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Broome Park


Broome Park from the air


Front face of Broome Park


Commemoration of Lord Kitchener's residence


Loggia in Italian Garden

Broome Park is thought to be the Tappington Hall of the Ingoldsby Legends by Richard Harris Barham under his pseudonym Thomas Ingoldsby.   The description in the legends "standing among the hanging woods, an antiquated manor house with gabled ends and stone stanchions and tortuous chimneys" seems to describe Broome Park.

The Manor of Broome was in the possession of the Digges family in the 16th century and was left by James Digges to his son Leonard in 1540.

It passed to Sir Basil Dixwell who left it to his nephew Mark Dixwell in 1641.   It passed down through the family until John Diggs had to flee the country in 1641 having been one of the signatories of the death warrant of Charles I.

A second Sir Basil Diggs died without an heir and the estate passed to his cousin Sir George Oxenden of Dene and Wingham.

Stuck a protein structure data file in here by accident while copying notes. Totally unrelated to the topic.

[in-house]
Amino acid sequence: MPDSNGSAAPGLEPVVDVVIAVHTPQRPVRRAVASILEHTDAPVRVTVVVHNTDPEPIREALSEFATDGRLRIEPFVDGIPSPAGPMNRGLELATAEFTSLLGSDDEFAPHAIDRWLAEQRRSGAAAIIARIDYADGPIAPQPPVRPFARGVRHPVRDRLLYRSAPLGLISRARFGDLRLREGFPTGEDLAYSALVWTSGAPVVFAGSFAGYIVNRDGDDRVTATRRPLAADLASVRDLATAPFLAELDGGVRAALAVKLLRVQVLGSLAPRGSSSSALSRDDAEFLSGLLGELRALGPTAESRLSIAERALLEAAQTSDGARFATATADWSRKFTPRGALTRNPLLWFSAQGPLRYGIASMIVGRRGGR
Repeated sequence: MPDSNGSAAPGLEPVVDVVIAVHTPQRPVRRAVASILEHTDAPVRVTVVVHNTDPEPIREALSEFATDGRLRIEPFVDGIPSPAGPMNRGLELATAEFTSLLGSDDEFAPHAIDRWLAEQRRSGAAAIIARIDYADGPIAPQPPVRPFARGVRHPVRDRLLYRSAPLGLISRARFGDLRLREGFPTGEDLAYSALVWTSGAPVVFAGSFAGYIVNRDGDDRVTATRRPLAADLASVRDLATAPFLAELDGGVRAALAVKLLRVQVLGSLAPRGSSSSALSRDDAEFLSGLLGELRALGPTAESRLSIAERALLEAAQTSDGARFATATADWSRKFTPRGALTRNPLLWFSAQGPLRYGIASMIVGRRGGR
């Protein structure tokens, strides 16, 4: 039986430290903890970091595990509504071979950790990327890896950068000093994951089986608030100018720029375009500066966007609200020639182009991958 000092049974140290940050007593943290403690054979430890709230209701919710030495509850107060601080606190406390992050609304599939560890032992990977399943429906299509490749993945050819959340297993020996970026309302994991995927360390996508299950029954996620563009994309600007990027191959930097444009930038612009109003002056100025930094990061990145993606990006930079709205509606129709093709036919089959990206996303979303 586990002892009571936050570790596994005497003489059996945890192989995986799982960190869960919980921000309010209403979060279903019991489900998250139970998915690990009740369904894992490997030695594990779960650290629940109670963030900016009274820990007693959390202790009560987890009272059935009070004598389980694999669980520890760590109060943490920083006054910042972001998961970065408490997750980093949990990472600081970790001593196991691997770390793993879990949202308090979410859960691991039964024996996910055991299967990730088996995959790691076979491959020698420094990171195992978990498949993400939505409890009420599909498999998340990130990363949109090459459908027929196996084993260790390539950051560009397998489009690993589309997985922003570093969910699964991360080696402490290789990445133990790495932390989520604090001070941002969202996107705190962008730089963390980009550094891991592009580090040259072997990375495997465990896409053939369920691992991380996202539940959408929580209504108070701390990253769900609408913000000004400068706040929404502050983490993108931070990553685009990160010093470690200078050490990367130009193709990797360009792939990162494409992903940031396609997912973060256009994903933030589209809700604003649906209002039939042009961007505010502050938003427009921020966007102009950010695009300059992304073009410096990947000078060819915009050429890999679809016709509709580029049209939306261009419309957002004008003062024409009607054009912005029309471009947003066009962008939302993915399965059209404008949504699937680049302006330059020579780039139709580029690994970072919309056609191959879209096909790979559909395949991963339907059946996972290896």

Broome Park was then owned by Sir Percy Noel Dixwell-Oxenden until 1911 when it was sold to Lord Kitchener of Khartoum who threw himself into the business of arranging extensive alterations and loved to visit Broome Park to escape from thoughts of Egypt and later the rigors of World War I.   One of the alterations was a cupboard built into the panelling of his study in which he could hide whenever he spotted a lady approaching the house, in case she turned out to be another of those suffragettes who besieged him from time to time.   Apart from this he seemed to find peace and quiet in the solitude of his beautiful surroundings.

Great changes were made to the interior of the house.   It was almost completely gutted to make way for fine ceilings, hall fire-places copied from Hatfield House and a new and imposing staircase.   The character and beauty of the Adams drawing-room remained unchanged though it was redecorated.